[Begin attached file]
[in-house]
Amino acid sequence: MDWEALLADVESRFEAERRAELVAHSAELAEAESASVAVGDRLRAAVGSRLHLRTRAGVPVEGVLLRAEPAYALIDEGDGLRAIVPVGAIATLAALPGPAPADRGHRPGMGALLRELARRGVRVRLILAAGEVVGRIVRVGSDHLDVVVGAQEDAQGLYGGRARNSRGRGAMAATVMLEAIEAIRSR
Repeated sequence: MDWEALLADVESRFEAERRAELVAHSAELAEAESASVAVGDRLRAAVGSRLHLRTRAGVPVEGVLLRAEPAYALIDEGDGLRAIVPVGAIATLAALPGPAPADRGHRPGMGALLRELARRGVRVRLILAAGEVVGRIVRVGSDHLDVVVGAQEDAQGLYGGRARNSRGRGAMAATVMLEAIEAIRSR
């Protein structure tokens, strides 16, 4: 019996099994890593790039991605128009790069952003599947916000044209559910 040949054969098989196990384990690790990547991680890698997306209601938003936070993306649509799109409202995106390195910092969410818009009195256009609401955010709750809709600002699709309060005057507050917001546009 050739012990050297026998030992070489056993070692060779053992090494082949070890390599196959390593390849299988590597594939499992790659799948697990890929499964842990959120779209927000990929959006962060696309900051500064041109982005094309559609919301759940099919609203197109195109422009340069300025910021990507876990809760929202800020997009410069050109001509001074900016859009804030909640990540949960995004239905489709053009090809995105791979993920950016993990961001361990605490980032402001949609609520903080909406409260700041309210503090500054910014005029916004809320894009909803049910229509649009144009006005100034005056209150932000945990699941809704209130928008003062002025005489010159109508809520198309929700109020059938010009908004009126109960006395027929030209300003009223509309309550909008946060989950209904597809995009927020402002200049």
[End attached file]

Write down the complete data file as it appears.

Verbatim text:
[in-house]
Amino acid sequence: MDWEALLADVESRFEAERRAELVAHSAELAEAESASVAVGDRLRAAVGSRLHLRTRAGVPVEGVLLRAEPAYALIDEGDGLRAIVPVGAIATLAALPGPAPADRGHRPGMGALLRELARRGVRVRLILAAGEVVGRIVRVGSDHLDVVVGAQEDAQGLYGGRARNSRGRGAMAATVMLEAIEAIRSR
Repeated sequence: MDWEALLADVESRFEAERRAELVAHSAELAEAESASVAVGDRLRAAVGSRLHLRTRAGVPVEGVLLRAEPAYALIDEGDGLRAIVPVGAIATLAALPGPAPADRGHRPGMGALLRELARRGVRVRLILAAGEVVGRIVRVGSDHLDVVVGAQEDAQGLYGGRARNSRGRGAMAATVMLEAIEAIRSR
């Protein structure tokens, strides 16, 4: 019996099994890593790039991605128009790069952003599947916000044209559910 040949054969098989196990384990690790990547991680890698997306209601938003936070993306649509799109409202995106390195910092969410818009009195256009609401955010709750809709600002699709309060005057507050917001546009 050739012990050297026998030992070489056993070692060779053992090494082949070890390599196959390593390849299988590597594939499992790659799948697990890929499964842990959120779209927000990929959006962060696309900051500064041109982005094309559609919301759940099919609203197109195109422009340069300025910021990507876990809760929202800020997009410069050109001509001074900016859009804030909640990540949960995004239905489709053009090809995105791979993920950016993990961001361990605490980032402001949609609520903080909406409260700041309210503090500054910014005029916004809320894009909803049910229509649009144009006005100034005056209150932000945990699941809704209130928008003062002025005489010159109508809520198309929700109020059938010009908004009126109960006395027929030209300003009223509309309550909008946060989950209904597809995009927020402002200049």